Poland could spell danger for U.S.Posted: Friday June 14, 2002 2:54 AM
By Ridge Mahoney, Soccer America
Pitfall or pushover? The Polish team that faces the United States Friday as Group D of the World Cup concludes could be either one, or a little bit of both.
Unlike the USA, which can advance to the second round with a tie, Poland is without points and hope. It has been shut out in its two losses to South Korea and Portugal while conceding six goals.
Playmaker Piotr Swierczewski is suspended. Defensive midfielder Radoslaw Kaluzny is injured.
In other words, a pushover.
But that bleak scenario, believes assistant coach Glenn Myernick, makes Poland a potential pitfall because Coach Jerzy Engel can do whatever he wants with tactics, player selection, motivational speeches, incantations, whatever.
Engel owns thoroughbred racehorses and by his own admission isn’t adverse to betting on them, but whether he’ll gamble in this case is anyone’s guess.
“This is a unique situation,” said Myernick prior to the U.S. team’s departure for Daejon where it plays 8:30 p.m. local time (7:30 a.m. Eastern in the U.S.) on Friday. “He could give guys who haven’t played a minute a chance, he could put out what he feels is his best team. We haven’t a clue what he’s going to do.”
Regardless, the USA has more than a clue as to what it must do in order to secure at least that point: move the ball crisply and stay sharp at the back.
Despite its four points, the Americans have enough concerns without delving into the collective Polish psyche.
Defender Jeff Agoos has rocketed a shot into his own net, been beaten in the air for an equalizer against South Korea and been whistled for a penalty kick. Those miscues mar an otherwise decent performance and they are too glaring to ignore.
The furious pressure applied by South Korea’s swarming squad produced 19 shots to six for the Americans. Brad Friedel sprouted enough extra appendages to repel all but one Korean shot, yet a team can’t bank on its goalie game after game.
The Americans know a tie is enough. For decades, nations like Italy and Germany have tied their way out of the first round on their way to glory.
But do the Americans know how to play for a tie? If they do, is it the right approach?
“It’s dangerous to play for a tie,” said defender Eddie Pope, who fierce challenges and timely tackles have bailed out a few of his teammates in the first two games. “It’s something I don’t think a lot of guys feel comfortable with.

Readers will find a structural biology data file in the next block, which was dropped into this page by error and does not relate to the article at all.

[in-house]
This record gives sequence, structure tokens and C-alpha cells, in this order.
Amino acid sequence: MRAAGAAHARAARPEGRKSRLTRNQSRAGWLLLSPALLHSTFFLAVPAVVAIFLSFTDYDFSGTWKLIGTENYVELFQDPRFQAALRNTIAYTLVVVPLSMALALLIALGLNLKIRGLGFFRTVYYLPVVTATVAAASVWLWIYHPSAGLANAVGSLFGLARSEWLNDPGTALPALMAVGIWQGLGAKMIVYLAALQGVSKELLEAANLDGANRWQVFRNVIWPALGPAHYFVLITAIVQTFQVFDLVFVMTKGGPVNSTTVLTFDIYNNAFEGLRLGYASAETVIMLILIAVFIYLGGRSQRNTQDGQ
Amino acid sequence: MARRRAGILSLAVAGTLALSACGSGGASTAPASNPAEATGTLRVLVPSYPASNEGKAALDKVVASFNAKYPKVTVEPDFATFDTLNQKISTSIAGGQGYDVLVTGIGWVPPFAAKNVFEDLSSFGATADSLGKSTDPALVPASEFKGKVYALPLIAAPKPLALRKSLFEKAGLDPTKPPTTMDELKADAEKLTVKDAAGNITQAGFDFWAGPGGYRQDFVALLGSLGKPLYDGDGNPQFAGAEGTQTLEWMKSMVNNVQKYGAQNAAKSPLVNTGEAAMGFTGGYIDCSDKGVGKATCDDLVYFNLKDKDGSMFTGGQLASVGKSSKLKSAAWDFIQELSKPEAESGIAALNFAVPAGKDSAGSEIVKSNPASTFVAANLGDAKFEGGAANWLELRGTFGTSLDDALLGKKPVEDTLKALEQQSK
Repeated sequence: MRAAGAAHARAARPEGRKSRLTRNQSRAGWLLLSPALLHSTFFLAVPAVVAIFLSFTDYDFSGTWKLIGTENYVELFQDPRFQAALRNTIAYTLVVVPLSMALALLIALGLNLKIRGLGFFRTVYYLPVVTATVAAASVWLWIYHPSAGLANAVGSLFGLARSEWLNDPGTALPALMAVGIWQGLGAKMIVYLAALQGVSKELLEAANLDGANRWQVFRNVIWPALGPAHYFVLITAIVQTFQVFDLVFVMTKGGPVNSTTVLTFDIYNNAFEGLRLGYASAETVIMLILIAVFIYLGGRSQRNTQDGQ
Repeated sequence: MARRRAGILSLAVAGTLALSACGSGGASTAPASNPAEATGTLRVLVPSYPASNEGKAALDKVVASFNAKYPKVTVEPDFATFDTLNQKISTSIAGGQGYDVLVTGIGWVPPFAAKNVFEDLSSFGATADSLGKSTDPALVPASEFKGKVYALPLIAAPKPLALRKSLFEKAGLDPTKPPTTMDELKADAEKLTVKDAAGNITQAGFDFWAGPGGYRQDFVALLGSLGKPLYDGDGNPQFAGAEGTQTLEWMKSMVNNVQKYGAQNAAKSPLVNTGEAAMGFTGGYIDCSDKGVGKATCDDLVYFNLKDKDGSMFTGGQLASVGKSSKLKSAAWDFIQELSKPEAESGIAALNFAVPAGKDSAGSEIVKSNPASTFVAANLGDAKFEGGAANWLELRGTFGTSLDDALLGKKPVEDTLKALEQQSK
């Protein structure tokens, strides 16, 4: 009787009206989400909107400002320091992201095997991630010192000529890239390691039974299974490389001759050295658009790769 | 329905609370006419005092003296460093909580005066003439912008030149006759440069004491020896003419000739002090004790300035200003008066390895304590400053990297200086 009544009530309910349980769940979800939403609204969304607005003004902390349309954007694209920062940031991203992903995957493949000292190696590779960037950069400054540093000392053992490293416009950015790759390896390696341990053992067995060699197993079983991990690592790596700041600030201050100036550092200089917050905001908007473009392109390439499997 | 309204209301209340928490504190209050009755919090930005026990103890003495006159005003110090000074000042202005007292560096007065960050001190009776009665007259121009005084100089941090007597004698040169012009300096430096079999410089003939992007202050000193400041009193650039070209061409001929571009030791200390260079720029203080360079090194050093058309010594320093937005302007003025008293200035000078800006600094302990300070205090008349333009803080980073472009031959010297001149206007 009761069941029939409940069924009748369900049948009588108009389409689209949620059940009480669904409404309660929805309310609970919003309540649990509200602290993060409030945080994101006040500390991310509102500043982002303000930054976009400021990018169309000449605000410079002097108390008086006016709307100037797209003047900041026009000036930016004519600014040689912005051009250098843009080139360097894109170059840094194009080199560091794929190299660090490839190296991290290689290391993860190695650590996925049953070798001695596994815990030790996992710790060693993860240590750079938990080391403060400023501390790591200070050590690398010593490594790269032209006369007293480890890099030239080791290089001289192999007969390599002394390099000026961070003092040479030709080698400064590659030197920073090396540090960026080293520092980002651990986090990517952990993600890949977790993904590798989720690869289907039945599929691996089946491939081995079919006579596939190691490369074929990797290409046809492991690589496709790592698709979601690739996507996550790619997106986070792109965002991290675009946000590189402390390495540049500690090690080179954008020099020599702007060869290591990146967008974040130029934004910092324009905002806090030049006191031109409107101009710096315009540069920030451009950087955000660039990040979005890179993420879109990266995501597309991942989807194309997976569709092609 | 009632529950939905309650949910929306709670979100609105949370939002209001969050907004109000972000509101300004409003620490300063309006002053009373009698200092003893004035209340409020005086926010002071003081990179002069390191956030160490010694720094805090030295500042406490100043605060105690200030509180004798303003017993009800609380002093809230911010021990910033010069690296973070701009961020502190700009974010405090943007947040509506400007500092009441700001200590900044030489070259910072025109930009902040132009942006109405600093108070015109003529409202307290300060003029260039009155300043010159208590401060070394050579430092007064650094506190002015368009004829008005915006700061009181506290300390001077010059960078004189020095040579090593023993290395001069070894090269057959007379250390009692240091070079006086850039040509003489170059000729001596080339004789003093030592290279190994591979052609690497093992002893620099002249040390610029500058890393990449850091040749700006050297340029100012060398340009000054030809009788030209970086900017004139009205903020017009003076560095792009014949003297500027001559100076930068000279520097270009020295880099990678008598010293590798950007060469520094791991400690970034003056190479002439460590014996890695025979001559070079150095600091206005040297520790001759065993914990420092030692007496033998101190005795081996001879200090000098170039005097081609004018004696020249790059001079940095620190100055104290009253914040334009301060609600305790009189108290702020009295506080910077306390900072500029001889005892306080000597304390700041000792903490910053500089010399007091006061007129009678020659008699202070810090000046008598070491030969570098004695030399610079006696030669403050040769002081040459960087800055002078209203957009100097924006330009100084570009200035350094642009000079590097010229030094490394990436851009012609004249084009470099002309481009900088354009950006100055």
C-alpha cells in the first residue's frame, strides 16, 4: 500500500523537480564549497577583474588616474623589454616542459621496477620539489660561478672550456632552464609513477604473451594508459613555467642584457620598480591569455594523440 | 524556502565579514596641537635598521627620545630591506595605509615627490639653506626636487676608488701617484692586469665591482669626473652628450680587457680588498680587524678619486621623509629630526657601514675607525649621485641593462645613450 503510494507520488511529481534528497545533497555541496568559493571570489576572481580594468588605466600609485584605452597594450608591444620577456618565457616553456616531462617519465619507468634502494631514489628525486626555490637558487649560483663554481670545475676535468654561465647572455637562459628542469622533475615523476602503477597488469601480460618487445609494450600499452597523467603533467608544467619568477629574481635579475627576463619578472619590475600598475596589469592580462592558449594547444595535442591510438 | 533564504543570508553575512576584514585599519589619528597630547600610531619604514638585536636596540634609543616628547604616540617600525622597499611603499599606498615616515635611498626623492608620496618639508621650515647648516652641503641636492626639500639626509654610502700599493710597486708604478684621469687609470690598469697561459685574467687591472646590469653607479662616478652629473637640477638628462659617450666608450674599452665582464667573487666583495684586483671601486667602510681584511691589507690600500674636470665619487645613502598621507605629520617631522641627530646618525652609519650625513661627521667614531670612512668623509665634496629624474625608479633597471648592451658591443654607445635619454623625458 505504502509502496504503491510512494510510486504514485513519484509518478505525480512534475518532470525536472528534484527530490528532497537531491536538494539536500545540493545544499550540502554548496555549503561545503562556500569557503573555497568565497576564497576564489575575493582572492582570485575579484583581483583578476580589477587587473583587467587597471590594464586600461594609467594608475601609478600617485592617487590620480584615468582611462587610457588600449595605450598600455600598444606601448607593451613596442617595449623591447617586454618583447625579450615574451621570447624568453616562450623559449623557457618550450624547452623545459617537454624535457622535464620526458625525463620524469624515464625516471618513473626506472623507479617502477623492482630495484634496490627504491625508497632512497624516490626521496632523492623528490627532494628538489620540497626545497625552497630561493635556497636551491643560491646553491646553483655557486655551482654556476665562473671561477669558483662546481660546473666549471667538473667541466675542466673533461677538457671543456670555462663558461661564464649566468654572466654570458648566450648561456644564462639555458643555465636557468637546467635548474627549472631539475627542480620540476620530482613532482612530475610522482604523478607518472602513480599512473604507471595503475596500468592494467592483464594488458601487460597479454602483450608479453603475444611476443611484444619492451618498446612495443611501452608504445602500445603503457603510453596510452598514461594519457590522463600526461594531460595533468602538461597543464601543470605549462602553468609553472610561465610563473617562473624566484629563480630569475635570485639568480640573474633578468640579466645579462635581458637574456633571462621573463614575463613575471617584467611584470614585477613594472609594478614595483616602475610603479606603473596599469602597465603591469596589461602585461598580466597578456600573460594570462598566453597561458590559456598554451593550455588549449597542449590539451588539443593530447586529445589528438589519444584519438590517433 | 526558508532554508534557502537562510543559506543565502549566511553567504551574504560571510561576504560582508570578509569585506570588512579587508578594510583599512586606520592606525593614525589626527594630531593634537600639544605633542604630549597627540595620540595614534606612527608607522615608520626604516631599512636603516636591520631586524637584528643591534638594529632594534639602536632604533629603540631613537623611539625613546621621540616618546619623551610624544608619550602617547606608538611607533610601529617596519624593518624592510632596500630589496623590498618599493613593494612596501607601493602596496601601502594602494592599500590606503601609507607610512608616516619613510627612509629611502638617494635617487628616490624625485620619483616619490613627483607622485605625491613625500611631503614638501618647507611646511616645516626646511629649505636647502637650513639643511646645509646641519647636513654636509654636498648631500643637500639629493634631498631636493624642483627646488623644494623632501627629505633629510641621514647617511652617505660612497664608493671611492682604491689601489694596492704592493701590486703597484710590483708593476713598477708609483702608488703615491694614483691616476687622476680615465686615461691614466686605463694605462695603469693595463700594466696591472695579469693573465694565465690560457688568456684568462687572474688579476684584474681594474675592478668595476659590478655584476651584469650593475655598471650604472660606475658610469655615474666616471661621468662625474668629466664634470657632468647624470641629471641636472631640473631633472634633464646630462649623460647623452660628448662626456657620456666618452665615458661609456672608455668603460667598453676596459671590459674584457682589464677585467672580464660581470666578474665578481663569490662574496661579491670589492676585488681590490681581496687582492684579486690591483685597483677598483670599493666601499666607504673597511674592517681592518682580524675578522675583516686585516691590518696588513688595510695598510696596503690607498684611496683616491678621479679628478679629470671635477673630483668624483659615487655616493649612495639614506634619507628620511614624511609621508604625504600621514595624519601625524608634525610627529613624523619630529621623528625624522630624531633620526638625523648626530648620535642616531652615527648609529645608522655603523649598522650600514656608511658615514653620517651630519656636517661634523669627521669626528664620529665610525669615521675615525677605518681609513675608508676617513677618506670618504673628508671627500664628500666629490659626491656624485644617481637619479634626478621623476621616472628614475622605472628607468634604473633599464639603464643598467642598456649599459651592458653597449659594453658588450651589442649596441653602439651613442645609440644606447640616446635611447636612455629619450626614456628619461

“If we go out and play hard and do things we’ve done in the past we’ll have an opportunity to win.”
The U.S. would win the group with a victory coupled with a tie or a Portugal win over South Korea. That would match up the Americans with three-time world champion Italy, which finished second in Group G, and earn an extra day of rest (until Tuesday night).
In the contrary nature of this upset-rich World Cup, second place means a clash with regional rival Mexico on Monday afternoon. A superclassico for sure.
Echoing the treacherous theme of looking that far ahead in disregard of Poland is Myernick.
“They were dangerous before the tournament started,” he says. “Right now, with two losses, without any pressure, makes them a very dangerous opponent.”
The U.S. could still qualify with a loss, but would be dependent on other results and an upgrade in its goal difference. Portugal has the best goal difference (plus-3) even though it has one less point than South Korea (plus-2) and the U.S. (plus-1).
Rather than pressure the ball as did the quick Portuguese and the turbocharged South Koreans, the Poles prefer a slower, more methodical, stodgier approach.
But on the counterattack they will launch naturalized Nigerian Emmanuel Olisadebe, who scored eight of their goals in qualifying. His forward partner, Pawel Kryszalowicz, is a scavenging mongrel who turns scraps and leftovers into goals.
Olisadebe has looked awful in Poland’s first two games, but he could look awfully scary to the U.S. with the ball at his feet and just one defender between him and the goal.
“They are definitely a counterattacking team,” said forward Brian McBride. “They do it pretty well actually.
“We’ve got to make sure we don’t lose our shape going forward, that’s the biggest thing, and make sure we have all their players accounted for even when we have the ball.
“I’m sure they’re going to be pretty hungry to get a result.”
Midfielder Earnie Stewart is expected back in the lineup after missing the South Korea game with a groin strain, which probably means Landon Donovan goes back up top with either McBride or Clint Mathis.
No other lineup changes are forecast and specifically the coaching staff professed a reluctance to sit players who are carrying yellow cards: DaMarcus Beasley, Jeff Agoos, and Frankie Hejduk.
A caution in the Poland game would rule those players out of the round-of-16 match. Players with just one card after three first-round games have them expunged from their record.
Yet the card situation might prompt Arena to use subs earlier, assuming the right scoreline has been attained. He used Pablo Mastroeni as a starter against Portugal and brought on Cobi Jones, Joe-Max Moore, Josh Wolff, and Eddie Lewis as subs.
Negating the speed of Beasley and Donovan is sure to be in Poland’s game plan and their desperation suggests they won’t be choosy about methods used to stop the twin whirlwinds.
At the best of times, Poland erects a rugged defense and keeps seven or eight players back. Its defenders are tall and wide and chiseled but not so fast.
If the U.S. zips the ball smartly as it did in warm-up games against Uruguay and Holland and for much of the first half against Portugal, it can pry apart the rigid Polish foundation, especially if McBride can match his dominance of Fernando Couto.
If not, well as they say, danger lurks.
Ridge Mahoney is senior editor at Soccer America magazine.